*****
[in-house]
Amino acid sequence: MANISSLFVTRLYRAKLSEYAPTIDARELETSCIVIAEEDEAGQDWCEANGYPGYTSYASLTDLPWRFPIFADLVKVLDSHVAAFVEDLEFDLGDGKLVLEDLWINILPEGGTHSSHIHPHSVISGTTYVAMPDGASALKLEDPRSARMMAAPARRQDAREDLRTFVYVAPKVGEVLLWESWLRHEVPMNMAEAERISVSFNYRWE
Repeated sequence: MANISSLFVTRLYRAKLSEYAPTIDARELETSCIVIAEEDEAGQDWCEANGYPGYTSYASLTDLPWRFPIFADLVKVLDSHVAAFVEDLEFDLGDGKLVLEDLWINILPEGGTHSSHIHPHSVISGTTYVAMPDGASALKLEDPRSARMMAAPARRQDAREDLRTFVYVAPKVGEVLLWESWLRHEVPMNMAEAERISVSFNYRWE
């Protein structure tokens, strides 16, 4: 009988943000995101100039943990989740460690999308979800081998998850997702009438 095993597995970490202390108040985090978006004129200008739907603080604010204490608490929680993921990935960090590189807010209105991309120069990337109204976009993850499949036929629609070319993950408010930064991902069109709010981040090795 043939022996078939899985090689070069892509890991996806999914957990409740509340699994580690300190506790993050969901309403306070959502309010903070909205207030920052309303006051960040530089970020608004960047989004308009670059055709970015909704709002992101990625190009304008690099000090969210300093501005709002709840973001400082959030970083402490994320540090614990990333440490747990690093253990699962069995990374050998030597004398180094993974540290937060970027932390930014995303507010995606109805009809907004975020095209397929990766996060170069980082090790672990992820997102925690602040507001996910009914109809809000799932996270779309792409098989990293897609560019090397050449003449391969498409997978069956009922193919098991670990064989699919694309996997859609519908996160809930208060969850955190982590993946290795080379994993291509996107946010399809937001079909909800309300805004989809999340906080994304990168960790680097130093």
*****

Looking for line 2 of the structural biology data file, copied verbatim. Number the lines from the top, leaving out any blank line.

Amino acid sequence: MANISSLFVTRLYRAKLSEYAPTIDARELETSCIVIAEEDEAGQDWCEANGYPGYTSYASLTDLPWRFPIFADLVKVLDSHVAAFVEDLEFDLGDGKLVLEDLWINILPEGGTHSSHIHPHSVISGTTYVAMPDGASALKLEDPRSARMMAAPARRQDAREDLRTFVYVAPKVGEVLLWESWLRHEVPMNMAEAERISVSFNYRWE